Editor’s Note: This is part 1 of a 6-part article series. You can navigate to the other available articles at the bottom of this one.
I woke up this morning and nothing has changed. There is a lot that is heavy, and we are in a global pandemic. This has been a global traumatic event. It is an event which is causing trauma on all of us. And as leaders, we all wear many hats.
I’m an author, I’m a speaker, I’m a therapist, I’m on a podcast, and I’m a clinical director. I have all these little hats I wear, but I’m also a wife and a mom and a sister and a friend. And then the pandemic happened in March, and I became the teacher’s assistant. I had to figure out how to be an activity director. Tech became vital to everything we do. And I’m now a tech director support, and I’m terrible at tech.
I think back in the spring, we had hoped—we had all hoped—that this would be different by now. And it hasn’t changed. Since then, we’ve had even more. The racial unrest across the country, the wildfires that have been happening across the west coast, and more. Wherever you are, there is trauma.
And as a trauma therapist, I know that when crisis hits, we all need support. Let’s dive into how, as a leader, you can get to the place of come follow me as I follow Christ with your church families.
Trauma is anything out of the ordinary. We tend to make it this big thing, but the definition of trauma is anything out of the ordinary. If you didn’t expect a pandemic—that’s traumatic.
We often want to go straight to Scripture. And we want to be able to say, do not be anxious. The Scriptures say in Philippians 4:
“Do not be anxious about anything, but in every situation, by prayer and petition, with thanksgiving, present your requests to God. And the peace of God, which transcends all understanding, will guard your hearts and your minds in Christ Jesus.”Philippians 4: 6-7 (NIV)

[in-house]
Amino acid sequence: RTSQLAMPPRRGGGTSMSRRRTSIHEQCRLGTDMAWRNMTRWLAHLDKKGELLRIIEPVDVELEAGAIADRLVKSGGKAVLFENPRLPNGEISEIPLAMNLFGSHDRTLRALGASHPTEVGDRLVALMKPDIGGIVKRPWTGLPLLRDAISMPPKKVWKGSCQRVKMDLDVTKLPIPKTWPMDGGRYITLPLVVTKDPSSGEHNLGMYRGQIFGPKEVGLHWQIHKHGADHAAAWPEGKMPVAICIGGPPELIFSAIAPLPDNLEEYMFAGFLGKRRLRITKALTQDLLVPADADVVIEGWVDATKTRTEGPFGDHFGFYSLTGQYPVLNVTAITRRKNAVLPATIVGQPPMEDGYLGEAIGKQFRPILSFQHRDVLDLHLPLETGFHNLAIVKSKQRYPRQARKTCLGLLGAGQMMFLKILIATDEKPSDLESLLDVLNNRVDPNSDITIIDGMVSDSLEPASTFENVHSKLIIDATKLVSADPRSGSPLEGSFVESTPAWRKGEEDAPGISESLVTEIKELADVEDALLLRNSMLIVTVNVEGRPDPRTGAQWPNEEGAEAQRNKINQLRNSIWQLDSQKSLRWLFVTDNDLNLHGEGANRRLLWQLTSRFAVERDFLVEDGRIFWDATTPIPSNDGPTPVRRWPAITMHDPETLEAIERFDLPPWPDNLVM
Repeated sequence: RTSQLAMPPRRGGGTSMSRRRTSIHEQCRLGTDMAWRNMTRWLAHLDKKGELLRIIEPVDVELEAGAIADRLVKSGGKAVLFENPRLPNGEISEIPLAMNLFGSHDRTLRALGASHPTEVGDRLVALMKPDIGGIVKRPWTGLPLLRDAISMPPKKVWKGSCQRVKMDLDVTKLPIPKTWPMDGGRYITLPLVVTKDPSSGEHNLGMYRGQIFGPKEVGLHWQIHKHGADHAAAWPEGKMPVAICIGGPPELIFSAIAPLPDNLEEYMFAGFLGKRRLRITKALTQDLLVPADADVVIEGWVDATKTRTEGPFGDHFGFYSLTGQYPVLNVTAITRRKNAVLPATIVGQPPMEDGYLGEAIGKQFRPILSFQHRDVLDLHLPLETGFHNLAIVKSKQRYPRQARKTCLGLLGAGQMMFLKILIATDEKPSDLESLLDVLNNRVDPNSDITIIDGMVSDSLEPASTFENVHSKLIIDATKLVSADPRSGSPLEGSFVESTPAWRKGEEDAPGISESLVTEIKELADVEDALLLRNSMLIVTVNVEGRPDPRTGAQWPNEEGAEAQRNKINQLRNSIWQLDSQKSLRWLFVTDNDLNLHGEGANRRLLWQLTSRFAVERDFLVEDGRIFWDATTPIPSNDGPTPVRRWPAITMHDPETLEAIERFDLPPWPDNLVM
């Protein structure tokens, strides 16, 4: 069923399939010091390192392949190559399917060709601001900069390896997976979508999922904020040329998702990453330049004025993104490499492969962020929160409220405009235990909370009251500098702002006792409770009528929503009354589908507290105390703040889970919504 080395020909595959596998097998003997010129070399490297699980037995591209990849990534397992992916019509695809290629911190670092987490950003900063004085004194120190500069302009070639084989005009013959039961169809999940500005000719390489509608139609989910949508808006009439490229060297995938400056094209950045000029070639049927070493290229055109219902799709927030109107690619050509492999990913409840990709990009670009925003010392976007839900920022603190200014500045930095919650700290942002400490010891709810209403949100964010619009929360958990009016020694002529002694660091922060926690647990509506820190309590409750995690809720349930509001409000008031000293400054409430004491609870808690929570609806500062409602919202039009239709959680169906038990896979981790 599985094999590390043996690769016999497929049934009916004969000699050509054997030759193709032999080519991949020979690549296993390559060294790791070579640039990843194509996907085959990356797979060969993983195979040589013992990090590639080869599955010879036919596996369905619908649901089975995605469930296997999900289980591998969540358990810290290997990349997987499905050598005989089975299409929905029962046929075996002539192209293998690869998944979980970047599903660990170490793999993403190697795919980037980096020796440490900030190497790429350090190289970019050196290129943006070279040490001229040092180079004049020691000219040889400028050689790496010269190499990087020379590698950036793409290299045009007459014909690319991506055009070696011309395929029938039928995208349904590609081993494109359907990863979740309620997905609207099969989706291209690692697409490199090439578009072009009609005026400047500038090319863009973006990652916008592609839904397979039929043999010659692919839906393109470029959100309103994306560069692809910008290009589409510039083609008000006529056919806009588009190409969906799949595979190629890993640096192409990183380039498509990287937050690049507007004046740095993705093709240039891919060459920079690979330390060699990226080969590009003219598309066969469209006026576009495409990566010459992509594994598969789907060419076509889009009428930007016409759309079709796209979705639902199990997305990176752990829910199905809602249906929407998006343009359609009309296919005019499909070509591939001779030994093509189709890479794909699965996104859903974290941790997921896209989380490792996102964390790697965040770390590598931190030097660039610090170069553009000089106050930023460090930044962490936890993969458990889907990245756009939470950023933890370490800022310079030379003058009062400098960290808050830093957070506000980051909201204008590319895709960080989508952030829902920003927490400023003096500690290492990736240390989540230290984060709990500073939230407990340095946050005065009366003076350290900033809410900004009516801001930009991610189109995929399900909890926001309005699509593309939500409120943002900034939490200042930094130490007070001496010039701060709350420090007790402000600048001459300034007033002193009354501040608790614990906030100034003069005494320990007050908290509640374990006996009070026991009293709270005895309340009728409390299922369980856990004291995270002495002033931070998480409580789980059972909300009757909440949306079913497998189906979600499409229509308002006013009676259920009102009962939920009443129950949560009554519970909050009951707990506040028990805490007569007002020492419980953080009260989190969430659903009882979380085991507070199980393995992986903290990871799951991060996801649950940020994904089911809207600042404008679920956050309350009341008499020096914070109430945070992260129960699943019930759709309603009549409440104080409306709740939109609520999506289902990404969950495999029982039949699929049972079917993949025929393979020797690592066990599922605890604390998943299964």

And that is true. But honestly, we do not like to suffer as people. And so, we focus on the do not be anxious. It’s as if there’s this shame that comes along with our questions of feeling overwhelmed.
If you think about all the hats we’re wearing, the trauma we’re all being exposed to again and again and again, it’s easier to see. We’re all anxious. There’s an undercurrent right now. So, I’m going to give you some tools as I want to help reframe what we do in this anxious world.
Anxiety used to be considered a mental illness diagnosis at times. And then we started seeing over the years, with the digital age, things shifting and more anxiety appearing. Now everybody is anxious.
What is even more traumatic right now is that we’re lacking leadership. It’s different than other times in history, where there were specific leaders who were helping us navigate seasons. But right now, it is all over the place because we get to pick and choose who we follow. It’s such a different time in that way, and we’re lacking good shepherds to lead us.
So, I’m calling you today to be a good shepherd for the people God has put in your path for such a time as this. My hope is that by the end of this article series, you’ll have some tools to do just that.
You’ll also have experienced a little bit of shifting in your own body, your mind, your soul, and your heart. And you’ll be able to take this to the parents and children and families you are serving right now.
I’ll tell you a little bit about my journey with anxiety in the next article and we’ll dive in.
Articles in this Series
- Practical Ways to Navigate a Hyper-Anxious World: Introduction (Part 1)
- Practical Ways to Navigate a Hyper-Anxious World: What Causes Anxiety (Part 2)
- Practical Ways to Navigate a Hyper-Anxious World: A Matter of the Brain (Part 3)
- Practical Ways to Navigate a Hyper-Anxious World: Tools to Help (Part 4)
- Practical Ways to Navigate a Hyper-Anxious World: Restoring Power (Part 5)
- Practical Ways to Navigate a Hyper-Anxious World: Conclusion (Part 6)